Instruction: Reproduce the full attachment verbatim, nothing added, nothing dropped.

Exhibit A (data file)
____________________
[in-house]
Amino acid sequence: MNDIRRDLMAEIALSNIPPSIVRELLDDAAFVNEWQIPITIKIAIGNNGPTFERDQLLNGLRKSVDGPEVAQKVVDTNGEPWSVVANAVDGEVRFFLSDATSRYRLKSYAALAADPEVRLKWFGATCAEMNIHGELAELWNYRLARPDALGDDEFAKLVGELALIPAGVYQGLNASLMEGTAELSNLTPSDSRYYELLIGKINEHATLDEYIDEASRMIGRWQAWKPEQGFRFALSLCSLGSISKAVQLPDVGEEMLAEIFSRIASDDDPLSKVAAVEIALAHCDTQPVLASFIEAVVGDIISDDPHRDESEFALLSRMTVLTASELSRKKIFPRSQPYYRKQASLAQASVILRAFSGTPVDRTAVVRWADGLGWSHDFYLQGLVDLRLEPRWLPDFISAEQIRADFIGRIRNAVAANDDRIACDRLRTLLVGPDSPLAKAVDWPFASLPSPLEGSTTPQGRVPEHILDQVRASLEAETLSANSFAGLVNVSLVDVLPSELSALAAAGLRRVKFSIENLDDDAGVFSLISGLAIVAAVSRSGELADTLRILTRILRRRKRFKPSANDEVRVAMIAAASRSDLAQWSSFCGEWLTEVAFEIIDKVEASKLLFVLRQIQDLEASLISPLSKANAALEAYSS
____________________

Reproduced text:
[in-house]
Amino acid sequence: MNDIRRDLMAEIALSNIPPSIVRELLDDAAFVNEWQIPITIKIAIGNNGPTFERDQLLNGLRKSVDGPEVAQKVVDTNGEPWSVVANAVDGEVRFFLSDATSRYRLKSYAALAADPEVRLKWFGATCAEMNIHGELAELWNYRLARPDALGDDEFAKLVGELALIPAGVYQGLNASLMEGTAELSNLTPSDSRYYELLIGKINEHATLDEYIDEASRMIGRWQAWKPEQGFRFALSLCSLGSISKAVQLPDVGEEMLAEIFSRIASDDDPLSKVAAVEIALAHCDTQPVLASFIEAVVGDIISDDPHRDESEFALLSRMTVLTASELSRKKIFPRSQPYYRKQASLAQASVILRAFSGTPVDRTAVVRWADGLGWSHDFYLQGLVDLRLEPRWLPDFISAEQIRADFIGRIRNAVAANDDRIACDRLRTLLVGPDSPLAKAVDWPFASLPSPLEGSTTPQGRVPEHILDQVRASLEAETLSANSFAGLVNVSLVDVLPSELSALAAAGLRRVKFSIENLDDDAGVFSLISGLAIVAAVSRSGELADTLRILTRILRRRKRFKPSANDEVRVAMIAAASRSDLAQWSSFCGEWLTEVAFEIIDKVEASKLLFVLRQIQDLEASLISPLSKANAALEAYSS